1. hey graham love this video seriously so helpful… im curious where you get information like wage increases? for example

  2. Make a video on the whether or not you should pay off your investment property mortgages, also another on how much before quitting your job like how much comfortably figuring out the math etc.

  3. It is pretty spooky because of the government raises interest rates on people who have subprime mortgages with an adjustable rate after so many years you're going to see 2008 happen again.

  4. Buying under market value, with 20% down, and cash flowing really help to ride through market downturns until the market has a chance to recover.

  5. You would be a great commentator at CNBC, exactly what they want to hear. Everything is great, and nothing to worry about about. Yup! There is no bubbles everyone, keep borrowing and keep buying when you still have the chance! Real estate prices at all time highs keep buying!

  6. Hi Graham. First of all, I want to Thank You because you've tought me a lot with the videos you upload and sorry for this long comment.
    I always wanted to invest in real estate and making it a passive income. But I've very little knowledge about it. So I've thought of becoming a real estate agent to learn and know more about real estate, market price and all those things before i start investing. I've done research online on how to get my Real Estate Agent license in my country (Malaysia). And I've found that I will need to attend the class for about 1yr 6months and the cost is around RM9,000. Which is quite big amount. But I also see there's second option which is becoming a Real Estate Negotiator. Only require two days class and cost around RM700. I'm thinking should I straight go for as an Agent or should i start with Negotiator first. Since my initial plan was to just use this job to learn more about real estate before i start investing. Just want to hear your opinion on which should I choose between this two. And what's the big difference between Agent and Negotiator.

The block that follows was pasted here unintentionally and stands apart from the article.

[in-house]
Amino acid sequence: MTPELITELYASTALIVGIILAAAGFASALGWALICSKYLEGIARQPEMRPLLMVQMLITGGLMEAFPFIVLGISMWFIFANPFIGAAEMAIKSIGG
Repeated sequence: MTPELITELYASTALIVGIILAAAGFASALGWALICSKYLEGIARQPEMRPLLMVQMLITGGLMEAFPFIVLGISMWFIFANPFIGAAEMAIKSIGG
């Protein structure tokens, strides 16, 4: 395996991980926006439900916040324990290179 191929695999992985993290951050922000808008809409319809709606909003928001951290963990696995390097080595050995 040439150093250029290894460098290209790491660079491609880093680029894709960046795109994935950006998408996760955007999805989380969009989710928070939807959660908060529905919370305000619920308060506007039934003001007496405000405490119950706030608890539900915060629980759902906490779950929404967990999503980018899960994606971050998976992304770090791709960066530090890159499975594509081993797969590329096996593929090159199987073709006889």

7. Lol attention all realtors: show this to your clients. maybe they'll actually buy a house this year and sub to Graham

  8. Hey Graham could you do a video on using a home equity line of credit to fund more projects. I purchased my first house about 5 years ago, renovated it and r rented it out. In those 5 years the value has more than doubled and I was thinking of using that to build a house on a vacant lot in silver lake.

  9. **ANYTHING**… to say on the Fractional reserve banking system that is necrotizing the current financial system or do we just ASSume it will continue? (im in the pool of the latter)

  10. I just can't get on board than most of your reasoning. Obviously you are seeing the problems, but I think you are underestimating the consequences. I'm not saying it's all going to be doom and gloom, but I do think rocky seas are ahead. You are very intelligent, but your glass half full approach may not work out in the end. Just my opinion. Wish you all the best.

  11. Hey Graham. Nice video. Got a couple more video ideas you might like!

    Do you think that if the stock market crash it would crash the housing market too?

    Would baby boomers selling homes for retirement create an over supply because melennials aren’t buying homes?

  12. Another egg of knowledge cracked on my head. Thanks Graham. I've honestly learned so much more from you than any other realtor/broker in my office. To repay you, I'm gonna move to LA in like 4-5 years and join the future real estate company Graham Stephan Realty, then take over the company as the top producing agent and then I'll make you partner (i'm a pretty cool dude). We'll rule the luxury real estate market like bauces, all the honeys will come flockin to buy homes that I've personally architected and developed. They cost 200mill for parking. You down?